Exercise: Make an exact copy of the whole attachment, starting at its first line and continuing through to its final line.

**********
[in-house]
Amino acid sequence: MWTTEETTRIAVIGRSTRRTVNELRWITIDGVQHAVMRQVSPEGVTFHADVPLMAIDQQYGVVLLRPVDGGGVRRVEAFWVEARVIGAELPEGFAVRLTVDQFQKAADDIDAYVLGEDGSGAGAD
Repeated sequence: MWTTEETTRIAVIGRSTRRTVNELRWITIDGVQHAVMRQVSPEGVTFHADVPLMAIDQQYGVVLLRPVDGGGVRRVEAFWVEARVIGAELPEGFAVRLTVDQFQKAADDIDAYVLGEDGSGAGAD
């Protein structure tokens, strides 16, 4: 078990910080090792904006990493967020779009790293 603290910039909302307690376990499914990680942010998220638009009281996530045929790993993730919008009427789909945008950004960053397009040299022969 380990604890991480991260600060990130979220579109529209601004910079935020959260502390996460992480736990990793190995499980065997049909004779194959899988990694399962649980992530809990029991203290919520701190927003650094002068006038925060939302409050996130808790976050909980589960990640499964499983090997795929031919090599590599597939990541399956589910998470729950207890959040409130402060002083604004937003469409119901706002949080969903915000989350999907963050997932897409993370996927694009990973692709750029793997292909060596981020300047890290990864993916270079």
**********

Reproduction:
[in-house]
Amino acid sequence: MWTTEETTRIAVIGRSTRRTVNELRWITIDGVQHAVMRQVSPEGVTFHADVPLMAIDQQYGVVLLRPVDGGGVRRVEAFWVEARVIGAELPEGFAVRLTVDQFQKAADDIDAYVLGEDGSGAGAD
Repeated sequence: MWTTEETTRIAVIGRSTRRTVNELRWITIDGVQHAVMRQVSPEGVTFHADVPLMAIDQQYGVVLLRPVDGGGVRRVEAFWVEARVIGAELPEGFAVRLTVDQFQKAADDIDAYVLGEDGSGAGAD
């Protein structure tokens, strides 16, 4: 078990910080090792904006990493967020779009790293 603290910039909302307690376990499914990680942010998220638009009281996530045929790993993730919008009427789909945008950004960053397009040299022969 380990604890991480991260600060990130979220579109529209601004910079935020959260502390996460992480736990990793190995499980065997049909004779194959899988990694399962649980992530809990029991203290919520701190927003650094002068006038925060939302409050996130808790976050909980589960990640499964499983090997795929031919090599590599597939990541399956589910998470729950207890959040409130402060002083604004937003469409119901706002949080969903915000989350999907963050997932897409993370996927694009990973692709750029793997292909060596981020300047890290990864993916270079």